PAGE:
The Baixada Fluminense is also one of Rio’s most dangerous corners. Murder rates have fallen slightly across most of the city over the past decade, but not in Baixada Fluminense. According to the Institute for Public Security 1,486 of a total 4,197 reported homicides in the state so far in 2017 occurred in Baixada Fluminense.
Described by locals as a “Wild West,” the area is home to famously corrupt public officials who have long worked with militia and mafia groups to intimidate their rivals. This practice – called “coronelismo,” or patronage – allows drug traffickers, evangelical or otherwise, to operate with impunity.
Rio de Janeiro state officials are taking note of this worrying new strain of violence. In the wake of attacks on Afro-Brazilian terreiros in Nova Igaçu, a municipality in Baixada Fluminense, the Joint Commission to Support Victims of Attacks on Religious Institutions was launched.
Working alongside a newly established task force dedicated to tackling racial crimes and intolerance, the state commission aims to map religious violence and resolve outstanding cases, including those involving evangelical drug traffickers. It will also make recommendations to prevent violence in the name of God.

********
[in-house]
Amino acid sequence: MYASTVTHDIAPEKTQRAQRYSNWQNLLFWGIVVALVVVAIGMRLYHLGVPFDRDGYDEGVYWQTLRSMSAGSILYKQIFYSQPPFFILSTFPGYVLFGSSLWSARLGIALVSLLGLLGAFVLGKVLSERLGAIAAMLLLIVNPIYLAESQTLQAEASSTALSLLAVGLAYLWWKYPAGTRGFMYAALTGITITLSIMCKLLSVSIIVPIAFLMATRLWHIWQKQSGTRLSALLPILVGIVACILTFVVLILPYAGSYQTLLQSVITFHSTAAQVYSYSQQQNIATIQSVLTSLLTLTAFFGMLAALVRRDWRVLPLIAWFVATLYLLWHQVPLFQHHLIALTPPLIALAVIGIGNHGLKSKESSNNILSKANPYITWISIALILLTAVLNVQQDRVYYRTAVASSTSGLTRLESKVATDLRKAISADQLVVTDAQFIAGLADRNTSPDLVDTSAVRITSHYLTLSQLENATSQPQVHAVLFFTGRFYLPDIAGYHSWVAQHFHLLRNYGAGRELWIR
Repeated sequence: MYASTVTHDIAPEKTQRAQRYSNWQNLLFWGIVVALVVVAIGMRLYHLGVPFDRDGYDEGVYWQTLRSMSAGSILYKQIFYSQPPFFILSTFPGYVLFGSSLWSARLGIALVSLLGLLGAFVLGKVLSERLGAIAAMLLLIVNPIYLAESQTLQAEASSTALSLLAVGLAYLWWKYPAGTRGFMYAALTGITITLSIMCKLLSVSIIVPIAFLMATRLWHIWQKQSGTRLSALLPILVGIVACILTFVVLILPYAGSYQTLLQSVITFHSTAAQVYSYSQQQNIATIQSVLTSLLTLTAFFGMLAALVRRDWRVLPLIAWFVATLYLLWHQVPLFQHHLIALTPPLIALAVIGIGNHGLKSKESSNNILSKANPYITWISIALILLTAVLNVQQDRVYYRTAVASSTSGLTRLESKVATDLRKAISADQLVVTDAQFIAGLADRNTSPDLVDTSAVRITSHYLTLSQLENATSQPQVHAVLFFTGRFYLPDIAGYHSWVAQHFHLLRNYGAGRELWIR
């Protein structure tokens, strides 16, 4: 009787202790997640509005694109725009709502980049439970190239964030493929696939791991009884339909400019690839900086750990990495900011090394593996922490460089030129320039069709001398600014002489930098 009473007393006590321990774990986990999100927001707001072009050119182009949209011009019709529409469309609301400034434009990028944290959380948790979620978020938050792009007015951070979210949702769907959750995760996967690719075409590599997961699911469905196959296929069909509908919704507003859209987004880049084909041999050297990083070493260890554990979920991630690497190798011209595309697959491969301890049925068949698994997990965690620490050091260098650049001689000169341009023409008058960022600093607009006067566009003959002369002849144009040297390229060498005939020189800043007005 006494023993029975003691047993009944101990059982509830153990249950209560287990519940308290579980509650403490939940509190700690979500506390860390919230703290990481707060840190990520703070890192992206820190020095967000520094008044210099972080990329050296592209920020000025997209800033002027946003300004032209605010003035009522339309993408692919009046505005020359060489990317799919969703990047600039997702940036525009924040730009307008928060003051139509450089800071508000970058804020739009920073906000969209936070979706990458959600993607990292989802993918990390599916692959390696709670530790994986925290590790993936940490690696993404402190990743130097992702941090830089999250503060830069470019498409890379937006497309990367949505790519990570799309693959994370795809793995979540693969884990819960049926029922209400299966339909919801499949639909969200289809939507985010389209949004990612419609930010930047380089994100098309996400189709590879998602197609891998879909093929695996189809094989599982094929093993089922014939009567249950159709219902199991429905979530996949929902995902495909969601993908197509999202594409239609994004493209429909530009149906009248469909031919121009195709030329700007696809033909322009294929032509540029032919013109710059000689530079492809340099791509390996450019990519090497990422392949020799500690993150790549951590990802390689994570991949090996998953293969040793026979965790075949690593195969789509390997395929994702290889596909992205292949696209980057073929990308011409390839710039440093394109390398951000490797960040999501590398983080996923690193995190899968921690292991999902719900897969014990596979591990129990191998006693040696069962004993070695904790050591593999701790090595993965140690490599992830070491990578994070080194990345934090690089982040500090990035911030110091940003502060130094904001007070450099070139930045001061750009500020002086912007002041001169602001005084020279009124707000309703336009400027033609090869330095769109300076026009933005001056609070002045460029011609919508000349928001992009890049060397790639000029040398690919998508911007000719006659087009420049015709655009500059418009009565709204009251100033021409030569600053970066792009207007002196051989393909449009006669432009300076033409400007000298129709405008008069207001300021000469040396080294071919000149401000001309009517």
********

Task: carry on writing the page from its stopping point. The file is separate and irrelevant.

People of faith are fighting back, too. In September 2017, some 50,000 people joined Rio’s 10th annual walk for religious freedom, the largest gathering since the procession’s inception. The iconic Copacabana beach was packed with evangelicals, Catholics, Baha’i, Buddhists, Jews, Hari Krishnas and others – all dressed in white and marching in solidarity with Afro-Brazilians.
In Brazil’s religious diversity, there is conflict, yes, but unity, too.
Dandara Tinoco helped to report this article.
Editor’s note: This article was originally published on The Conversation. Read the original article.
Robert Muggah, Associate Lecturer, Pontifical Catholic University of Rio de Janeiro (PUC-Rio)